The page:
Build a better brain

Teens do better in science when they know Einstein and Curie also struggled

Apparently learning that science does not always come naturally—even to geniuses—helps children succeed.

Students who learned that great scientists struggled, both personally and intellectually, outperformed those who learned only of the scientists’ great achievements, new research shows.

Ninth- and 10th-grade students in low-performing New York City schools who read about Albert Einstein’s struggles, including multiple school changes and trouble convincing others that gravity from a large object like a planet could actually bend light, performed better in science than a control group who learned only about what the scientists achieved.

Xiaodong Lin-Siegler, an associate professor of cognitive studies at Columbia University’s Teachers College who led the study, told Quartz that the results surprised her. The experiment could have gone two ways, she explained: Learning that Einstein or Curie struggled could lead kids to throw up their hands and say “if Einstein can’t do it, then I certainly can’t either.” Or, it might inspire them by showing that everyone—even the greats—face seemingly insurmountable challenges.

“In our culture we always say you don’t want to intimidate kids, you don’t want to tell them how hard the work is,” she noted. But the experiment showed the opposite strategy works better: Showing how great scientists had to muddle through lots of tough stuff made the subject matter real and allowed students to connect with them as people.

“We think kids are so fragile,” she told Quartz. “Tell them the truth. They are resilient.”

The study, published in the Journal of Educational Psychology, divided 402 ninth- and 10th-graders from four New York City public schools in Harlem and the Bronx into three groups. One group read an 800-word excerpt from a scientific textbook on the accomplishments of Albert Einstein, Marie Curie, and Michael Faraday (an English scientist who made discoveries about electromagnetism).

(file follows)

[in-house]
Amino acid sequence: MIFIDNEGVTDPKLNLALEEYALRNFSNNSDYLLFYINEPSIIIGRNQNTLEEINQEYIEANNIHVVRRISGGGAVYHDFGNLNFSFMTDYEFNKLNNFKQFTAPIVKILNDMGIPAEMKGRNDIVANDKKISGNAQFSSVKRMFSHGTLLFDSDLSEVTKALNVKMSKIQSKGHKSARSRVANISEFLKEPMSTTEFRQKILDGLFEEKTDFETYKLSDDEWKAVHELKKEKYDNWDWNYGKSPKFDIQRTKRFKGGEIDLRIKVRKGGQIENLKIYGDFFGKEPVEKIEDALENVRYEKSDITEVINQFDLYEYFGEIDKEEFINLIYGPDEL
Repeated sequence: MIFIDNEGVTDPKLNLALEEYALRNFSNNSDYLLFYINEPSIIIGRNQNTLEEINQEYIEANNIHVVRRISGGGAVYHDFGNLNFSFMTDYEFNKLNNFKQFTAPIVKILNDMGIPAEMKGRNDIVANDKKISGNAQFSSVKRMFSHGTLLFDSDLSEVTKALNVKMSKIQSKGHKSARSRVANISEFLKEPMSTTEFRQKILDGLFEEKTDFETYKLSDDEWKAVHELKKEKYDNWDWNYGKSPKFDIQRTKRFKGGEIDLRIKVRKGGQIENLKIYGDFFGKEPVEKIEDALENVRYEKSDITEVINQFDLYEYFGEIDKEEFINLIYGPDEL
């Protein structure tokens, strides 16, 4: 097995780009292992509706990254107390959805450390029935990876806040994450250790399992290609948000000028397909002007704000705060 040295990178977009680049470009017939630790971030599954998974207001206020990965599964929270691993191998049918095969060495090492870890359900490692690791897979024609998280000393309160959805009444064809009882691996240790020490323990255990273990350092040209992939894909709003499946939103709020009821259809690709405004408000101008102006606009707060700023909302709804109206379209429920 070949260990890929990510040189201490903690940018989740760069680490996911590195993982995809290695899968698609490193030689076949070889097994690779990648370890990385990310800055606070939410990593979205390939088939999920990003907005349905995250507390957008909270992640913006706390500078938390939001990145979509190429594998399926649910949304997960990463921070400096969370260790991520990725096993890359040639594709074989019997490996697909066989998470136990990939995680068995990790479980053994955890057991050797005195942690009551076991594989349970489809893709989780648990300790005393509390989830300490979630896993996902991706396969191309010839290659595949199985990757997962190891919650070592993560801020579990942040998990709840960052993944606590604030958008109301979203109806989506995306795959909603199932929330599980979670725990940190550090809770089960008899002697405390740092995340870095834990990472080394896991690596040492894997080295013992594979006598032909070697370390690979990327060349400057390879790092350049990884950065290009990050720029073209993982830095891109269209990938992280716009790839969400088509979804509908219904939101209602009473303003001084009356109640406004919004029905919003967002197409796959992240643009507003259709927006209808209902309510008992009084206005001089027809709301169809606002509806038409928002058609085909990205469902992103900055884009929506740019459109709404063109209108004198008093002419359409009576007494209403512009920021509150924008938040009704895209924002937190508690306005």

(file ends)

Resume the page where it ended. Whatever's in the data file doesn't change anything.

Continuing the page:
Another group learned about the scientists’ personal struggles, such as the fact that Einstein had to flee Nazi Germany to avoid persecution, or Marie Curie had to study in secret because women were discouraged from academic pursuits at the time. The third group learned about the scientists’ intellectual struggles and how they confronted them.

After six weeks, the two groups who learned about how the scientists struggled significantly improved their science grades and increased their motivation to study science. The lowest performing students showed the greatest gains.

Meanwhile, the students who learned only about the scientists’ achievements performed worse. They believed the scientists were innately gifted—unlike themselves.

The study underpins a few key findings from the science of learning:

Some people learn better when the content has meaning to them. For those students, science comes to life more through personal stories than through the actual scientific content.

And kids who learn that intellect is a malleable thing, something to be built rather than inherited, take more academic risks and perform better. The study adds to the growing body of research in favor of teaching this “growth mindset” or the belief that the brain, like other muscles in the body, can be strengthened and improved through struggle and hard work.

Lin-Siegler argues that teaching and science textbooks could be vastly improved, to help engage students and promote STEM—if they were transformed from overweight catalogues of formulas to explorations of the fascinating back stories that led to all that scientific knowledge.

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